Hunstanton pupils help community orchard project grow

Schoolchildren enjoyed getting their hands dirty as they planted hundreds of wildflower plugs at the newly-created community orchard in Hunstanton.

The sound of laughter echoed around the orchard as around 50 pupils from Redgate Primary and Hunstanton Infant schools planted 1,200 plugs last Thursday, of which there were 30 different varieties of wildflower.

It came after 100 volunteers gathered at the site, next to the town's community centre, last month to plant 62 fruit trees and officially launch the project.

Kate Dunbar, who has led the project on behalf of Hunstanton Town Council, thanked the schoolchildren for their help in the latest chapter of the community project.

She said: 'They did really well and seemed to thoroughly enjoy themselves getting all muddy.

'The wildflower plugs are there in order to attract all sorts of beneficial insects that pray on less beneficial insects like green fly. This will then attract birds to the orchard and the birds will help to keep down the number of caterpillars.

'We are managing this orchard organically so we need the wildlife here to stop us having to use sprays.

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She added: 'The orchard will become a place of beauty and tranquillity, a wonderful resource for education and a hub for the production of apple pies, jams, juices and chutneys.'

The orchard's fruit trees range from apple, pear and cherry to apricot, quince and medlar – with the Blatchford apple first grown in the town by nuseryman Fred Chilvers taking pride of place.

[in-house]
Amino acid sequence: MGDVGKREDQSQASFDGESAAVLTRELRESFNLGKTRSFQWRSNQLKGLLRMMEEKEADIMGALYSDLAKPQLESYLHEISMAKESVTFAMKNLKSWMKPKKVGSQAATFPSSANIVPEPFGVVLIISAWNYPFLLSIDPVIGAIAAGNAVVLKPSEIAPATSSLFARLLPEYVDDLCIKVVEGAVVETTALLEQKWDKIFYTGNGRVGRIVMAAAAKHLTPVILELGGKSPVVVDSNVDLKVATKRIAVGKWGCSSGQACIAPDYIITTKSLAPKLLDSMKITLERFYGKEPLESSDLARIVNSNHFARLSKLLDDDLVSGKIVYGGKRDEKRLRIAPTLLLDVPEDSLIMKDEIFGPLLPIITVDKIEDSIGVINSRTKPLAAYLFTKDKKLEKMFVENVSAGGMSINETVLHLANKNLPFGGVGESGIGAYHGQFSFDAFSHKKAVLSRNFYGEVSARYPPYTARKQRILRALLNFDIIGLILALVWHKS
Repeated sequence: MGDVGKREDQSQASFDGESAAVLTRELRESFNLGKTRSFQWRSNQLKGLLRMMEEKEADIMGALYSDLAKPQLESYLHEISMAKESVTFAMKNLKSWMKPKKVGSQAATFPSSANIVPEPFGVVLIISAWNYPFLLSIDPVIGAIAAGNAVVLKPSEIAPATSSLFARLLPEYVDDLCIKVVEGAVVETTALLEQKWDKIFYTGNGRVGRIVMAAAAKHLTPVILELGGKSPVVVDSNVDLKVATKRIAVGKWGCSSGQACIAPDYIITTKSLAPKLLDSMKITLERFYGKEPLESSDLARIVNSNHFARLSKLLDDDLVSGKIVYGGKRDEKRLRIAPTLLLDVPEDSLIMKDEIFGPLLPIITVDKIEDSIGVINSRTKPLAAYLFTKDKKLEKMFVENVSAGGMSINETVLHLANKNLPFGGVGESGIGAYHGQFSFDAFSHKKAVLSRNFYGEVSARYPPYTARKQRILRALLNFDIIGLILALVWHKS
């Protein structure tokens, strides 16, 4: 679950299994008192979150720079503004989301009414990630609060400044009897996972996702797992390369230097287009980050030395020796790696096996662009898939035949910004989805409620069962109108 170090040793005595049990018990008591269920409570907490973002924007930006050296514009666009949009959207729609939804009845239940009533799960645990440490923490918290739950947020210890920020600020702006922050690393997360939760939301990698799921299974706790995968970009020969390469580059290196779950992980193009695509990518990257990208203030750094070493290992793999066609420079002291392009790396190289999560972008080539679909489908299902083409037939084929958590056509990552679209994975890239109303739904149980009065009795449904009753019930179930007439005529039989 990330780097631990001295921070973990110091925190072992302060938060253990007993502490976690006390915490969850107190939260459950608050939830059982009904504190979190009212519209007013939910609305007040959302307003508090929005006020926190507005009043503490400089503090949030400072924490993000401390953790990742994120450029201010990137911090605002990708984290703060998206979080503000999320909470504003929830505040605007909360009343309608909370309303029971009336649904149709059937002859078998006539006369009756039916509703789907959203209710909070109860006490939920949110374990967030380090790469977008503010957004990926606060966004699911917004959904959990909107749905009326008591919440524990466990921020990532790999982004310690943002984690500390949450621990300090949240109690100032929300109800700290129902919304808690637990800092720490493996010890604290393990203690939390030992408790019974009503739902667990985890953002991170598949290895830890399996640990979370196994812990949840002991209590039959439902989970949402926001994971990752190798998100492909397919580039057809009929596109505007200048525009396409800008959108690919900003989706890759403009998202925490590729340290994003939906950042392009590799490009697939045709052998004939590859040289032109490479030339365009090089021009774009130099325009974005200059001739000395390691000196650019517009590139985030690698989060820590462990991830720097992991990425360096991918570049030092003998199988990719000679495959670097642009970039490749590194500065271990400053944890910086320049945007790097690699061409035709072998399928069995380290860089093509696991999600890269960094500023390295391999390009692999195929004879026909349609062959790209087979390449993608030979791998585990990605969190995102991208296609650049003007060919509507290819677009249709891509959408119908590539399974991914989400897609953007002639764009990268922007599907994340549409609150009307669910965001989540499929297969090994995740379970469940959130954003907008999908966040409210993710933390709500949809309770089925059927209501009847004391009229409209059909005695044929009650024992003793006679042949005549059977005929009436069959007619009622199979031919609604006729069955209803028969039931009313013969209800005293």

Families, community groups and businesses have all sponsored the trees which are now being cared for by the Friends of Hunstanton Community Orchard. It is hoped a further 60 trees will be planted next year.

Norfolk Wildlife Trust experts have also surveyed the site and found 46 species but it is hoped the orchard will be able to support more than 1,500 species once more established.

Hunstanton mayor Carol Bower has also said she hopes the town will be able to celebrate major events at the orchard in the future.

Nest boxes provided by the RSPB have already been positioned on sycamore trees around the site, just off Avenue Road, and the Woodland Trust has supplied a fruiting hedge.

There are also picnic tables which have been put in place for families to enjoy spending time in the orchard.

The trees were provided by Reeds Nursery the East of England Apple and Orchard Project, which conserves native varieties. The orchard will be organic and 10pc of fruit will be left each year for wildlife.

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